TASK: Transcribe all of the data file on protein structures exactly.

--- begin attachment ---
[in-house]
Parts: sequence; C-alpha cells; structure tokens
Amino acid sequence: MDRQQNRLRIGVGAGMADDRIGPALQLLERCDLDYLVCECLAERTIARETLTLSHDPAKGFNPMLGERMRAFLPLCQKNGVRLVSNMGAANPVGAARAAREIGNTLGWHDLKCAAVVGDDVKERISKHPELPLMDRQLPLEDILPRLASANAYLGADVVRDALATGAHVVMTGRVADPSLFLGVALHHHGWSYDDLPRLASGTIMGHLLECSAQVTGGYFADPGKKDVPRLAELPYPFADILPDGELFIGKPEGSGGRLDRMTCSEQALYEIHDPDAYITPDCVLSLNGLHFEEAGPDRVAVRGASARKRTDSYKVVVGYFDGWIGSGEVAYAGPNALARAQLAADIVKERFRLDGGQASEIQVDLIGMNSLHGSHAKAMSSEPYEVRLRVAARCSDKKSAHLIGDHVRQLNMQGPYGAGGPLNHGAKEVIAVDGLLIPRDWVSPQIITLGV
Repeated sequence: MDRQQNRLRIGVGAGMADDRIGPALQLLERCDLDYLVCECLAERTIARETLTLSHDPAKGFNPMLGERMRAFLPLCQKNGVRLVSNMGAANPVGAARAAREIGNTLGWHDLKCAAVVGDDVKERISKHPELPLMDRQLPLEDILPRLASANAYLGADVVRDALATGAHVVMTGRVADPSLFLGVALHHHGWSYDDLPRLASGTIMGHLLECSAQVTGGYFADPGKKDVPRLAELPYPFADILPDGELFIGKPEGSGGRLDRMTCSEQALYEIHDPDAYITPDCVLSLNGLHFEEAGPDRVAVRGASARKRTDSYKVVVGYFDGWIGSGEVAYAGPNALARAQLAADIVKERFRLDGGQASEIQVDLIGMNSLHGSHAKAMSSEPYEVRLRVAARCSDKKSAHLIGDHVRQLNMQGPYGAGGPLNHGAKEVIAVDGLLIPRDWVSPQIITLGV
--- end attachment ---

[in-house]
Parts: sequence; C-alpha cells; structure tokens
Amino acid sequence: MDRQQNRLRIGVGAGMADDRIGPALQLLERCDLDYLVCECLAERTIARETLTLSHDPAKGFNPMLGERMRAFLPLCQKNGVRLVSNMGAANPVGAARAAREIGNTLGWHDLKCAAVVGDDVKERISKHPELPLMDRQLPLEDILPRLASANAYLGADVVRDALATGAHVVMTGRVADPSLFLGVALHHHGWSYDDLPRLASGTIMGHLLECSAQVTGGYFADPGKKDVPRLAELPYPFADILPDGELFIGKPEGSGGRLDRMTCSEQALYEIHDPDAYITPDCVLSLNGLHFEEAGPDRVAVRGASARKRTDSYKVVVGYFDGWIGSGEVAYAGPNALARAQLAADIVKERFRLDGGQASEIQVDLIGMNSLHGSHAKAMSSEPYEVRLRVAARCSDKKSAHLIGDHVRQLNMQGPYGAGGPLNHGAKEVIAVDGLLIPRDWVSPQIITLGV
Repeated sequence: MDRQQNRLRIGVGAGMADDRIGPALQLLERCDLDYLVCECLAERTIARETLTLSHDPAKGFNPMLGERMRAFLPLCQKNGVRLVSNMGAANPVGAARAAREIGNTLGWHDLKCAAVVGDDVKERISKHPELPLMDRQLPLEDILPRLASANAYLGADVVRDALATGAHVVMTGRVADPSLFLGVALHHHGWSYDDLPRLASGTIMGHLLECSAQVTGGYFADPGKKDVPRLAELPYPFADILPDGELFIGKPEGSGGRLDRMTCSEQALYEIHDPDAYITPDCVLSLNGLHFEEAGPDRVAVRGASARKRTDSYKVVVGYFDGWIGSGEVAYAGPNALARAQLAADIVKERFRLDGGQASEIQVDLIGMNSLHGSHAKAMSSEPYEVRLRVAARCSDKKSAHLIGDHVRQLNMQGPYGAGGPLNHGAKEVIAVDGLLIPRDWVSPQIITLGV